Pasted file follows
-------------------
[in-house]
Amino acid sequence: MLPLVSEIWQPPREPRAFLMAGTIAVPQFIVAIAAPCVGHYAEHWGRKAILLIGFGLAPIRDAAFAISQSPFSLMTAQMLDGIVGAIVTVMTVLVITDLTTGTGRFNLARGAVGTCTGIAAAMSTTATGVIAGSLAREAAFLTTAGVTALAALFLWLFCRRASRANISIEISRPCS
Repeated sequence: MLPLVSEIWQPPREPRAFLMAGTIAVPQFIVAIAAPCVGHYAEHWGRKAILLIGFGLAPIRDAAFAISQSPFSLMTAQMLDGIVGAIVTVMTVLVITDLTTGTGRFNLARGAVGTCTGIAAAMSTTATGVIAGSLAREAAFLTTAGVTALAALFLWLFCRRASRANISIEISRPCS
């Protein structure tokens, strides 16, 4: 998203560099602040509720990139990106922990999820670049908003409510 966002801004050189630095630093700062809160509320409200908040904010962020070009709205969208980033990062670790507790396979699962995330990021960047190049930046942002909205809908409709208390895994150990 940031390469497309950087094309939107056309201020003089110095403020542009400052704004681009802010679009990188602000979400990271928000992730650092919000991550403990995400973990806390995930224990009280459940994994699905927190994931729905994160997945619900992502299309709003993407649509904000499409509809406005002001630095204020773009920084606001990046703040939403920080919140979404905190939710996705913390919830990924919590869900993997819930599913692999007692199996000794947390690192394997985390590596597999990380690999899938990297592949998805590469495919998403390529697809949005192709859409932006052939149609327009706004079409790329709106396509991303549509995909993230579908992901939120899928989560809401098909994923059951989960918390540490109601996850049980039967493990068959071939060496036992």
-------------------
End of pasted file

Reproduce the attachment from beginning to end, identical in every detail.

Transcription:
[in-house]
Amino acid sequence: MLPLVSEIWQPPREPRAFLMAGTIAVPQFIVAIAAPCVGHYAEHWGRKAILLIGFGLAPIRDAAFAISQSPFSLMTAQMLDGIVGAIVTVMTVLVITDLTTGTGRFNLARGAVGTCTGIAAAMSTTATGVIAGSLAREAAFLTTAGVTALAALFLWLFCRRASRANISIEISRPCS
Repeated sequence: MLPLVSEIWQPPREPRAFLMAGTIAVPQFIVAIAAPCVGHYAEHWGRKAILLIGFGLAPIRDAAFAISQSPFSLMTAQMLDGIVGAIVTVMTVLVITDLTTGTGRFNLARGAVGTCTGIAAAMSTTATGVIAGSLAREAAFLTTAGVTALAALFLWLFCRRASRANISIEISRPCS
């Protein structure tokens, strides 16, 4: 998203560099602040509720990139990106922990999820670049908003409510 966002801004050189630095630093700062809160509320409200908040904010962020070009709205969208980033990062670790507790396979699962995330990021960047190049930046942002909205809908409709208390895994150990 940031390469497309950087094309939107056309201020003089110095403020542009400052704004681009802010679009990188602000979400990271928000992730650092919000991550403990995400973990806390995930224990009280459940994994699905927190994931729905994160997945619900992502299309709003993407649509904000499409509809406005002001630095204020773009920084606001990046703040939403920080919140979404905190939710996705913390919830990924919590869900993997819930599913692999007692199996000794947390690192394997985390590596597999990380690999899938990297592949998805590469495919998403390529697809949005192709859409932006052939149609327009706004079409790329709106396509991303549509995909993230579908992901939120899928989560809401098909994923059951989960918390540490109601996850049980039967493990068959071939060496036992």